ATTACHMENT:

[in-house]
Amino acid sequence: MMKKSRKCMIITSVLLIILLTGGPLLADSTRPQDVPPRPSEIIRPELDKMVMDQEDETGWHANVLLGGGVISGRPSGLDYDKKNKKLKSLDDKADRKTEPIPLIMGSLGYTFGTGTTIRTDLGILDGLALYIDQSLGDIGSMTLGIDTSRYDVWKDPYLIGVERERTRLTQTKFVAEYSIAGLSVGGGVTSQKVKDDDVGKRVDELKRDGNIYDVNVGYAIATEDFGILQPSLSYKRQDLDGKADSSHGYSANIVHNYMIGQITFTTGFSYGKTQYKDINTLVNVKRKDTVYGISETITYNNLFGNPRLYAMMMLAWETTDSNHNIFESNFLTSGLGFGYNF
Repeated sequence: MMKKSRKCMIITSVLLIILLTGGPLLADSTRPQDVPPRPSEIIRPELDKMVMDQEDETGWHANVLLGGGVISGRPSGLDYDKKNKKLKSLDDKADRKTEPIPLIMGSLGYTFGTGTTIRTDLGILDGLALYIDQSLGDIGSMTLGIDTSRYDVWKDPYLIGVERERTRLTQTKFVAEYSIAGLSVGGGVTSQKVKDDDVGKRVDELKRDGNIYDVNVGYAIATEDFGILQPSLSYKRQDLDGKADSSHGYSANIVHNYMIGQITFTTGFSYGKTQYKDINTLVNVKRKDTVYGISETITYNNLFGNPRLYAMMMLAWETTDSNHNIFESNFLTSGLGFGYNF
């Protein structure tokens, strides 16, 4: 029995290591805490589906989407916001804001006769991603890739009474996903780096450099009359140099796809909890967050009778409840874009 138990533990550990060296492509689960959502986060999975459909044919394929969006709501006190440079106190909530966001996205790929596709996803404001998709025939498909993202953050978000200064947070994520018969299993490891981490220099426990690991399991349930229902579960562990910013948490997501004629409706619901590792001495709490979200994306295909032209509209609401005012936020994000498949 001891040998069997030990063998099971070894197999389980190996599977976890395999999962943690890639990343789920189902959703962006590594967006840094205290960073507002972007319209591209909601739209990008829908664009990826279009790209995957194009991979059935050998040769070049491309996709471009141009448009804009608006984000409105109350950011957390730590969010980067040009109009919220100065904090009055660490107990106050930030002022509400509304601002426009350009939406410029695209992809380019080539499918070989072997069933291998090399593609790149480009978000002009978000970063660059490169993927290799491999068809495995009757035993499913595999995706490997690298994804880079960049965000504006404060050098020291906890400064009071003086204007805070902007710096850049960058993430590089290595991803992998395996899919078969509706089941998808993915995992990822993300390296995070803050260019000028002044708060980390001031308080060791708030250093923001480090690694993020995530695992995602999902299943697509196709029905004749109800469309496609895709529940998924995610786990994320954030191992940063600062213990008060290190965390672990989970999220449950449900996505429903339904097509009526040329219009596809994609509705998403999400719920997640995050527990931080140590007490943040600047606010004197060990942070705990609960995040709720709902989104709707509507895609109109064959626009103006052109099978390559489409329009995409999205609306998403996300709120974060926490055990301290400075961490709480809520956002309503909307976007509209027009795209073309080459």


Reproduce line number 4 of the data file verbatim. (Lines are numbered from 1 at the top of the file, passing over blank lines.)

């Protein structure tokens, strides 16, 4: 029995290591805490589906989407916001804001006769991603890739009474996903780096450099009359140099796809909890967050009778409840874009 138990533990550990060296492509689960959502986060999975459909044919394929969006709501006190440079106190909530966001996205790929596709996803404001998709025939498909993202953050978000200064947070994520018969299993490891981490220099426990690991399991349930229902579960562990910013948490997501004629409706619901590792001495709490979200994306295909032209509209609401005012936020994000498949 001891040998069997030990063998099971070894197999389980190996599977976890395999999962943690890639990343789920189902959703962006590594967006840094205290960073507002972007319209591209909601739209990008829908664009990826279009790209995957194009991979059935050998040769070049491309996709471009141009448009804009608006984000409105109350950011957390730590969010980067040009109009919220100065904090009055660490107990106050930030002022509400509304601002426009350009939406410029695209992809380019080539499918070989072997069933291998090399593609790149480009978000002009978000970063660059490169993927290799491999068809495995009757035993499913595999995706490997690298994804880079960049965000504006404060050098020291906890400064009071003086204007805070902007710096850049960058993430590089290595991803992998395996899919078969509706089941998808993915995992990822993300390296995070803050260019000028002044708060980390001031308080060791708030250093923001480090690694993020995530695992995602999902299943697509196709029905004749109800469309496609895709529940998924995610786990994320954030191992940063600062213990008060290190965390672990989970999220449950449900996505429903339904097509009526040329219009596809994609509705998403999400719920997640995050527990931080140590007490943040600047606010004197060990942070705990609960995040709720709902989104709707509507895609109109064959626009103006052109099978390559489409329009995409999205609306998403996300709120974060926490055990301290400075961490709480809520956002309503909307976007509209027009795209073309080459």